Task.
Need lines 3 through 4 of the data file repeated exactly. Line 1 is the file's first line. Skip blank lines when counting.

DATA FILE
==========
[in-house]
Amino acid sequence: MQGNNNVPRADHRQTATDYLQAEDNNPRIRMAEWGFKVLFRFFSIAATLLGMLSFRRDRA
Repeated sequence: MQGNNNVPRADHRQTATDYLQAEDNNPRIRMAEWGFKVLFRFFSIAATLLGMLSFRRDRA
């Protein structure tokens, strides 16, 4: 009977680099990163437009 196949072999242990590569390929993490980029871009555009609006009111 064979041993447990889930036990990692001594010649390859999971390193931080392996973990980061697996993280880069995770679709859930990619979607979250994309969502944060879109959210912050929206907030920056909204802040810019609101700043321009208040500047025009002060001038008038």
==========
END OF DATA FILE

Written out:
Repeated sequence: MQGNNNVPRADHRQTATDYLQAEDNNPRIRMAEWGFKVLFRFFSIAATLLGMLSFRRDRA
């Protein structure tokens, strides 16, 4: 009977680099990163437009 196949072999242990590569390929993490980029871009555009609006009111 064979041993447990889930036990990692001594010649390859999971390193931080392996973990980061697996993280880069995770679709859930990619979607979250994309969502944060879109959210912050929206907030920056909204802040810019609101700043321009208040500047025009002060001038008038």